MasterCard, the world’s second largest credit and debit card issuer, is being sued for $18.6 billion in the United Kingdom.
Court documents filed in London on Thursday allege the firm charged unlawfully excessive fees on millions of transactions when customers paid for items in stores between 1992 and 2008, resulting in higher prices for consumers.
The lawsuit was filed at the Competition Appeal Tribunal by law firm Quinn Emanuel on behalf of Walter Merricks, a former U.K. financial services ombudsman.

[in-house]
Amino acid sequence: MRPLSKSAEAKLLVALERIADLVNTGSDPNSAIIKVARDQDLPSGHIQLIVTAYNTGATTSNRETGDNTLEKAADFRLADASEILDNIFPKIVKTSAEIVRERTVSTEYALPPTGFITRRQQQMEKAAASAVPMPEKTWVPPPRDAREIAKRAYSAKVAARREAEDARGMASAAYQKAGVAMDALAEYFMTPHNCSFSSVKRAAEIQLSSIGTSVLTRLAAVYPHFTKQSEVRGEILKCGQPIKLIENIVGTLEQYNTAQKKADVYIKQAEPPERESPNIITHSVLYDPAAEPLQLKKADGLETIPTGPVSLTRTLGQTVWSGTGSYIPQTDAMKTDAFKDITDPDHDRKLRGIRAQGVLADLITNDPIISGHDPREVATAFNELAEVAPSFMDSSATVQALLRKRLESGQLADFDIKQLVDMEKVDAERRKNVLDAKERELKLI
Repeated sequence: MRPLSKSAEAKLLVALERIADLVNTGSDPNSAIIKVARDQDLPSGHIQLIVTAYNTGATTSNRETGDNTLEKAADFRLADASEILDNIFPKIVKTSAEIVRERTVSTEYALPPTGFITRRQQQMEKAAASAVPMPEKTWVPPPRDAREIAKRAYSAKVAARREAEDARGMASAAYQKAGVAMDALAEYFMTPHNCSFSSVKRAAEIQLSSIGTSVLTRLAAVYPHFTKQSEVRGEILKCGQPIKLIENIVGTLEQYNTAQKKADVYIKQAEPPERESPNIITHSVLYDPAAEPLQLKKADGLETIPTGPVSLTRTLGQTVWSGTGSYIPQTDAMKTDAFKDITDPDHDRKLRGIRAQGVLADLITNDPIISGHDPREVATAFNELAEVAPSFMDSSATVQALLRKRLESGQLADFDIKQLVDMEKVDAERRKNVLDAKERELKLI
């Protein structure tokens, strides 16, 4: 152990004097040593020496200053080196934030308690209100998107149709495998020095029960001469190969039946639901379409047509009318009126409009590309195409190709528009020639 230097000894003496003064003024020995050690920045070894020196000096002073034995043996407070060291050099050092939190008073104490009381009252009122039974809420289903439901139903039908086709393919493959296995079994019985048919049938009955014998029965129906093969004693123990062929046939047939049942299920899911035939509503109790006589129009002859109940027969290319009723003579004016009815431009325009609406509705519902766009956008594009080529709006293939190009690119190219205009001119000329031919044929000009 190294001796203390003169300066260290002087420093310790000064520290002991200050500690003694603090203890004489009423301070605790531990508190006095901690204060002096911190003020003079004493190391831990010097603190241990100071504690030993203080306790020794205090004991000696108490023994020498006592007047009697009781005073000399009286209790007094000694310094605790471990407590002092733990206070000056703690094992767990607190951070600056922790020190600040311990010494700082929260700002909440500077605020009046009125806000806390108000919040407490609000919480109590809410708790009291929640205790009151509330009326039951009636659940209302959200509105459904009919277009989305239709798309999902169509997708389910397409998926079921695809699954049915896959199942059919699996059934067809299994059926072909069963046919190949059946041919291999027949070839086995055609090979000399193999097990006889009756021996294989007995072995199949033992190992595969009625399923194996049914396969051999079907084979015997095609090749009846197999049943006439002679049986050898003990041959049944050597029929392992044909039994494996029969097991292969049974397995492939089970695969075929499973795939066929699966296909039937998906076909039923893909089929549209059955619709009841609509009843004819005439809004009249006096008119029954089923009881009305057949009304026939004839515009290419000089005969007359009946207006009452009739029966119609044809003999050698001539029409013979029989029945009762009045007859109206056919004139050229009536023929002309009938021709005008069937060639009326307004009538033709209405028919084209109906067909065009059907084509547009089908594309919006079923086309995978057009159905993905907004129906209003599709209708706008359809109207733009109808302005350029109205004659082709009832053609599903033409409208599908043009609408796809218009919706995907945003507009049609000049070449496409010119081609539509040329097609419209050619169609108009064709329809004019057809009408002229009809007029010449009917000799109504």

The law firm said the claim is the biggest in British legal history and that about 46 million MasterCard users could get payouts.
In 2014, the EU’s antitrust regulator found that MasterCard’s fees to process payments were excessive.
In a statement on Quinn Emanuel’s website, Merricks said: “MasterCard charged billions of pounds of unlawfully high fees for its sole benefit and to the detriment of consumers. There is no basis upon which MasterCard can contend that its card fees were not unlawful.”
MasterCard said it will oppose the suit.
“We continue to firmly disagree with the basis of this claim and we intend to oppose it vigorously,” it said in a statement.